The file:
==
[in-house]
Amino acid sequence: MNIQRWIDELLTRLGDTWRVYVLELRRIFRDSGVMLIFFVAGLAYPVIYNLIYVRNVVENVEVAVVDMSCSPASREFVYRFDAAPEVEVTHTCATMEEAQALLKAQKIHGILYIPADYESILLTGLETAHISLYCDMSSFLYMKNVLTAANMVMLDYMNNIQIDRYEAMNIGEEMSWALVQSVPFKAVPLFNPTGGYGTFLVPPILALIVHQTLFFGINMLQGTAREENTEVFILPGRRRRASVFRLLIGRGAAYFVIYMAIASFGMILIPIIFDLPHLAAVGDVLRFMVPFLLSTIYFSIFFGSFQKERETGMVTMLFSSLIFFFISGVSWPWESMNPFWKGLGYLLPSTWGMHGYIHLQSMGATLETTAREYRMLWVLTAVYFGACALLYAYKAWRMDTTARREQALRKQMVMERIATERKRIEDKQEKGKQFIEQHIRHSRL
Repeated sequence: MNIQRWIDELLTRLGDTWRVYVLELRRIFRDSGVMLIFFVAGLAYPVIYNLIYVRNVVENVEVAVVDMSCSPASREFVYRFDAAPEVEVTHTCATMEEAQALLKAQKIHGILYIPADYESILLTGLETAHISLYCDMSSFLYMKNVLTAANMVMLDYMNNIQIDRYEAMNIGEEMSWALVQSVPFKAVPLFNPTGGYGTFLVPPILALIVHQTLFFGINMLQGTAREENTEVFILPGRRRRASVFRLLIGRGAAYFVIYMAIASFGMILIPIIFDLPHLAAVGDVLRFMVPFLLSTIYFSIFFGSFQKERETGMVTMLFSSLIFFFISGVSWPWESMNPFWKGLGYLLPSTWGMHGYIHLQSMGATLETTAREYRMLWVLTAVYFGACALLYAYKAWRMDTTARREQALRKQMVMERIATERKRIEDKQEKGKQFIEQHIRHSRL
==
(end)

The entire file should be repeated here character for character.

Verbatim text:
[in-house]
Amino acid sequence: MNIQRWIDELLTRLGDTWRVYVLELRRIFRDSGVMLIFFVAGLAYPVIYNLIYVRNVVENVEVAVVDMSCSPASREFVYRFDAAPEVEVTHTCATMEEAQALLKAQKIHGILYIPADYESILLTGLETAHISLYCDMSSFLYMKNVLTAANMVMLDYMNNIQIDRYEAMNIGEEMSWALVQSVPFKAVPLFNPTGGYGTFLVPPILALIVHQTLFFGINMLQGTAREENTEVFILPGRRRRASVFRLLIGRGAAYFVIYMAIASFGMILIPIIFDLPHLAAVGDVLRFMVPFLLSTIYFSIFFGSFQKERETGMVTMLFSSLIFFFISGVSWPWESMNPFWKGLGYLLPSTWGMHGYIHLQSMGATLETTAREYRMLWVLTAVYFGACALLYAYKAWRMDTTARREQALRKQMVMERIATERKRIEDKQEKGKQFIEQHIRHSRL
Repeated sequence: MNIQRWIDELLTRLGDTWRVYVLELRRIFRDSGVMLIFFVAGLAYPVIYNLIYVRNVVENVEVAVVDMSCSPASREFVYRFDAAPEVEVTHTCATMEEAQALLKAQKIHGILYIPADYESILLTGLETAHISLYCDMSSFLYMKNVLTAANMVMLDYMNNIQIDRYEAMNIGEEMSWALVQSVPFKAVPLFNPTGGYGTFLVPPILALIVHQTLFFGINMLQGTAREENTEVFILPGRRRRASVFRLLIGRGAAYFVIYMAIASFGMILIPIIFDLPHLAAVGDVLRFMVPFLLSTIYFSIFFGSFQKERETGMVTMLFSSLIFFFISGVSWPWESMNPFWKGLGYLLPSTWGMHGYIHLQSMGATLETTAREYRMLWVLTAVYFGACALLYAYKAWRMDTTARREQALRKQMVMERIATERKRIEDKQEKGKQFIEQHIRHSRL